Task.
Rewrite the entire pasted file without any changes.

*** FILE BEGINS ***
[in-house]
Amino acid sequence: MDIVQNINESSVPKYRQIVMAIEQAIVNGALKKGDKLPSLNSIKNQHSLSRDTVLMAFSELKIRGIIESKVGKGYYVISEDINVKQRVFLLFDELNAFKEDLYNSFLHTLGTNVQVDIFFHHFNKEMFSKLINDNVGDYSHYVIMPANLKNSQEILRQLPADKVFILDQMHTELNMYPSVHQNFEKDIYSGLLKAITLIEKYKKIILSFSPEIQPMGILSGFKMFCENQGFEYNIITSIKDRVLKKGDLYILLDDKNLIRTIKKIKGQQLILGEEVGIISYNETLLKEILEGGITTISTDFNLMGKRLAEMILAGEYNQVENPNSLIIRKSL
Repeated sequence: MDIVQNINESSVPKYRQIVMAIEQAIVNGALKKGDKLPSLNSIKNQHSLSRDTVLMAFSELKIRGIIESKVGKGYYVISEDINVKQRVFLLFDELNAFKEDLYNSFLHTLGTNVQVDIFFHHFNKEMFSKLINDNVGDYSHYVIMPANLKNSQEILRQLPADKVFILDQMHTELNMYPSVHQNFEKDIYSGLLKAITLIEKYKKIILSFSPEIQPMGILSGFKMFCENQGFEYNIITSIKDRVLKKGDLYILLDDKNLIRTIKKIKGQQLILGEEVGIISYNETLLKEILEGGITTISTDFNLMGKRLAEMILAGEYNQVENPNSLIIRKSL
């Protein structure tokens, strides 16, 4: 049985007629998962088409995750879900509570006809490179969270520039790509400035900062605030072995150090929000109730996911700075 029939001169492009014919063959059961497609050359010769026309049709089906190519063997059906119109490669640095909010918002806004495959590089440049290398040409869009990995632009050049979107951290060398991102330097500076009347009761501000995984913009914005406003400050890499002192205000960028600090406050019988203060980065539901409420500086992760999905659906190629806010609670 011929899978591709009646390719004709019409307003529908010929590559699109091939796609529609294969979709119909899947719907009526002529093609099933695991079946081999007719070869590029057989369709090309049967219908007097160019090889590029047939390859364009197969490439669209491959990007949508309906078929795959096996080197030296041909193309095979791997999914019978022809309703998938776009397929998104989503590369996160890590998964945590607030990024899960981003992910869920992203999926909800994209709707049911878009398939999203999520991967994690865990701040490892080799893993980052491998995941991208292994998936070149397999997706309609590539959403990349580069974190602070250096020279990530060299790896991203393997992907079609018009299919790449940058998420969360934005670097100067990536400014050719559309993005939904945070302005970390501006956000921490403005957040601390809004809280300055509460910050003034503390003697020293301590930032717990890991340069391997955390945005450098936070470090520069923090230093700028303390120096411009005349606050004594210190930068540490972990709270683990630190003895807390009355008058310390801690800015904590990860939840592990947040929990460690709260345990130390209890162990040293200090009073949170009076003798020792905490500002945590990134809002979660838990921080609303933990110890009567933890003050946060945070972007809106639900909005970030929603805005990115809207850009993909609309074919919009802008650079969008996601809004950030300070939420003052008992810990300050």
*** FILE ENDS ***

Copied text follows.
[in-house]
Amino acid sequence: MDIVQNINESSVPKYRQIVMAIEQAIVNGALKKGDKLPSLNSIKNQHSLSRDTVLMAFSELKIRGIIESKVGKGYYVISEDINVKQRVFLLFDELNAFKEDLYNSFLHTLGTNVQVDIFFHHFNKEMFSKLINDNVGDYSHYVIMPANLKNSQEILRQLPADKVFILDQMHTELNMYPSVHQNFEKDIYSGLLKAITLIEKYKKIILSFSPEIQPMGILSGFKMFCENQGFEYNIITSIKDRVLKKGDLYILLDDKNLIRTIKKIKGQQLILGEEVGIISYNETLLKEILEGGITTISTDFNLMGKRLAEMILAGEYNQVENPNSLIIRKSL
Repeated sequence: MDIVQNINESSVPKYRQIVMAIEQAIVNGALKKGDKLPSLNSIKNQHSLSRDTVLMAFSELKIRGIIESKVGKGYYVISEDINVKQRVFLLFDELNAFKEDLYNSFLHTLGTNVQVDIFFHHFNKEMFSKLINDNVGDYSHYVIMPANLKNSQEILRQLPADKVFILDQMHTELNMYPSVHQNFEKDIYSGLLKAITLIEKYKKIILSFSPEIQPMGILSGFKMFCENQGFEYNIITSIKDRVLKKGDLYILLDDKNLIRTIKKIKGQQLILGEEVGIISYNETLLKEILEGGITTISTDFNLMGKRLAEMILAGEYNQVENPNSLIIRKSL
């Protein structure tokens, strides 16, 4: 049985007629998962088409995750879900509570006809490179969270520039790509400035900062605030072995150090929000109730996911700075 029939001169492009014919063959059961497609050359010769026309049709089906190519063997059906119109490669640095909010918002806004495959590089440049290398040409869009990995632009050049979107951290060398991102330097500076009347009761501000995984913009914005406003400050890499002192205000960028600090406050019988203060980065539901409420500086992760999905659906190629806010609670 011929899978591709009646390719004709019409307003529908010929590559699109091939796609529609294969979709119909899947719907009526002529093609099933695991079946081999007719070869590029057989369709090309049967219908007097160019090889590029047939390859364009197969490439669209491959990007949508309906078929795959096996080197030296041909193309095979791997999914019978022809309703998938776009397929998104989503590369996160890590998964945590607030990024899960981003992910869920992203999926909800994209709707049911878009398939999203999520991967994690865990701040490892080799893993980052491998995941991208292994998936070149397999997706309609590539959403990349580069974190602070250096020279990530060299790896991203393997992907079609018009299919790449940058998420969360934005670097100067990536400014050719559309993005939904945070302005970390501006956000921490403005957040601390809004809280300055509460910050003034503390003697020293301590930032717990890991340069391997955390945005450098936070470090520069923090230093700028303390120096411009005349606050004594210190930068540490972990709270683990630190003895807390009355008058310390801690800015904590990860939840592990947040929990460690709260345990130390209890162990040293200090009073949170009076003798020792905490500002945590990134809002979660838990921080609303933990110890009567933890003050946060945070972007809106639900909005970030929603805005990115809207850009993909609309074919919009802008650079969008996601809004950030300070939420003052008992810990300050």